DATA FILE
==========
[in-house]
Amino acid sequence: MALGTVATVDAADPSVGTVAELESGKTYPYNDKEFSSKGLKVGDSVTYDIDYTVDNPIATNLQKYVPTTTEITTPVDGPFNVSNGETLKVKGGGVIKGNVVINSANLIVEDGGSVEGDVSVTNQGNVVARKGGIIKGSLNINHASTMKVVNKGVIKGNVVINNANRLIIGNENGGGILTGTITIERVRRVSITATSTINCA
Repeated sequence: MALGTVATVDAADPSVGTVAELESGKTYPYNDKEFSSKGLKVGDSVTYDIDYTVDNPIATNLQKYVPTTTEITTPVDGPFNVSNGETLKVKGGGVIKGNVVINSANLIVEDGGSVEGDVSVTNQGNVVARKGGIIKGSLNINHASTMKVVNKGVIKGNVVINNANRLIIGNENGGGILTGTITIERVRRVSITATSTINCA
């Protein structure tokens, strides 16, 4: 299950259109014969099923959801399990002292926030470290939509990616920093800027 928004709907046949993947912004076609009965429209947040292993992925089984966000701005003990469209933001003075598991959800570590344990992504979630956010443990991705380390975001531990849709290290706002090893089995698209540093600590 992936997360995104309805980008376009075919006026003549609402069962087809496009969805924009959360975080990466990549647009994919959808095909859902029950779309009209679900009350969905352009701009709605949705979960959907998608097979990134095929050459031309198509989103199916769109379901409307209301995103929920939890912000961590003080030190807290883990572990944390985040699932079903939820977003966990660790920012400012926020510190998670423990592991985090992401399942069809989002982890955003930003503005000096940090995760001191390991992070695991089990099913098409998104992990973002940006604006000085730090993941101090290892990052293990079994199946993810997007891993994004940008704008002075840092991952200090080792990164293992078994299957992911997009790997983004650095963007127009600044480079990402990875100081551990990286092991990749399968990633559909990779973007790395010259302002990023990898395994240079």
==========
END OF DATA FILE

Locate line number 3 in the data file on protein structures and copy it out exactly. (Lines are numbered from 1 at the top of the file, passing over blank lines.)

Repeated sequence: MALGTVATVDAADPSVGTVAELESGKTYPYNDKEFSSKGLKVGDSVTYDIDYTVDNPIATNLQKYVPTTTEITTPVDGPFNVSNGETLKVKGGGVIKGNVVINSANLIVEDGGSVEGDVSVTNQGNVVARKGGIIKGSLNINHASTMKVVNKGVIKGNVVINNANRLIIGNENGGGILTGTITIERVRRVSITATSTINCA